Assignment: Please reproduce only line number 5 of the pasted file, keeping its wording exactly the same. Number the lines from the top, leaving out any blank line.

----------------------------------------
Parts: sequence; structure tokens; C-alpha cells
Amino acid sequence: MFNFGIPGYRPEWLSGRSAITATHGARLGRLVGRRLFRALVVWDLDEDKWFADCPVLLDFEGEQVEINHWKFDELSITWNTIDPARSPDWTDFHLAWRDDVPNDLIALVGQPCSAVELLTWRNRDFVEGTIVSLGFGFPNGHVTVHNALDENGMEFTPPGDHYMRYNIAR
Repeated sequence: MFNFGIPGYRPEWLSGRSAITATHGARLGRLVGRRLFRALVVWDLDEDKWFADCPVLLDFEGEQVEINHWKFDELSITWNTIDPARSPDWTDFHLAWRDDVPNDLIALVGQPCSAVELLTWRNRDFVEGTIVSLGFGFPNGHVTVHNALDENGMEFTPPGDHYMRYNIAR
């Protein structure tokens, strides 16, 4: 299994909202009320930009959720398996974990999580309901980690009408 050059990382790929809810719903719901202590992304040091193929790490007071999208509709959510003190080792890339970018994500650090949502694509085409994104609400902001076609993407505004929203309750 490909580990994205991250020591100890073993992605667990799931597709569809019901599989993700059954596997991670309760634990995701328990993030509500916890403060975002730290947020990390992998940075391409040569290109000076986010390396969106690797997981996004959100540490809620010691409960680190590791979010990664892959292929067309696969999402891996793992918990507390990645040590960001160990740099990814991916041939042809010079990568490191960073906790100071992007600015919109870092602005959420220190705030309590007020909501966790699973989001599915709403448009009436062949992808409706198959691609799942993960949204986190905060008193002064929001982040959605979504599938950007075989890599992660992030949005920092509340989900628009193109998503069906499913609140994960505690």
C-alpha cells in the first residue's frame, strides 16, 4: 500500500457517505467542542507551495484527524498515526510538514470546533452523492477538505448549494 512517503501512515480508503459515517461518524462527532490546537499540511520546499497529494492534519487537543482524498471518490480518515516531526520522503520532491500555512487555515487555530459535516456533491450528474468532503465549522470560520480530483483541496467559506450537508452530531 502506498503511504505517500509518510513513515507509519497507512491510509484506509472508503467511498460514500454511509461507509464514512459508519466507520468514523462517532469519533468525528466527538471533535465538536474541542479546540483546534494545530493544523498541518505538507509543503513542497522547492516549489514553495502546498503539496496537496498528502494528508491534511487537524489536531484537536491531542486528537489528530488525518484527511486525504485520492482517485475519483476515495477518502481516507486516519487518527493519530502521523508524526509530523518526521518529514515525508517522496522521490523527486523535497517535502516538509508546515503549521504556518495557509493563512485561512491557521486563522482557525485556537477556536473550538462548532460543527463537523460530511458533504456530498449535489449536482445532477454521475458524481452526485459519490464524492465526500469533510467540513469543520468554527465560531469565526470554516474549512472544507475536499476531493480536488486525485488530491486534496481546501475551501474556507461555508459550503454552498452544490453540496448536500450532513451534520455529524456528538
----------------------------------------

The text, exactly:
C-alpha cells in the first residue's frame, strides 16, 4: 500500500457517505467542542507551495484527524498515526510538514470546533452523492477538505448549494 512517503501512515480508503459515517461518524462527532490546537499540511520546499497529494492534519487537543482524498471518490480518515516531526520522503520532491500555512487555515487555530459535516456533491450528474468532503465549522470560520480530483483541496467559506450537508452530531 502506498503511504505517500509518510513513515507509519497507512491510509484506509472508503467511498460514500454511509461507509464514512459508519466507520468514523462517532469519533468525528466527538471533535465538536474541542479546540483546534494545530493544523498541518505538507509543503513542497522547492516549489514553495502546498503539496496537496498528502494528508491534511487537524489536531484537536491531542486528537489528530488525518484527511486525504485520492482517485475519483476515495477518502481516507486516519487518527493519530502521523508524526509530523518526521518529514515525508517522496522521490523527486523535497517535502516538509508546515503549521504556518495557509493563512485561512491557521486563522482557525485556537477556536473550538462548532460543527463537523460530511458533504456530498449535489449536482445532477454521475458524481452526485459519490464524492465526500469533510467540513469543520468554527465560531469565526470554516474549512472544507475536499476531493480536488486525485488530491486534496481546501475551501474556507461555508459550503454552498452544490453540496448536500450532513451534520455529524456528538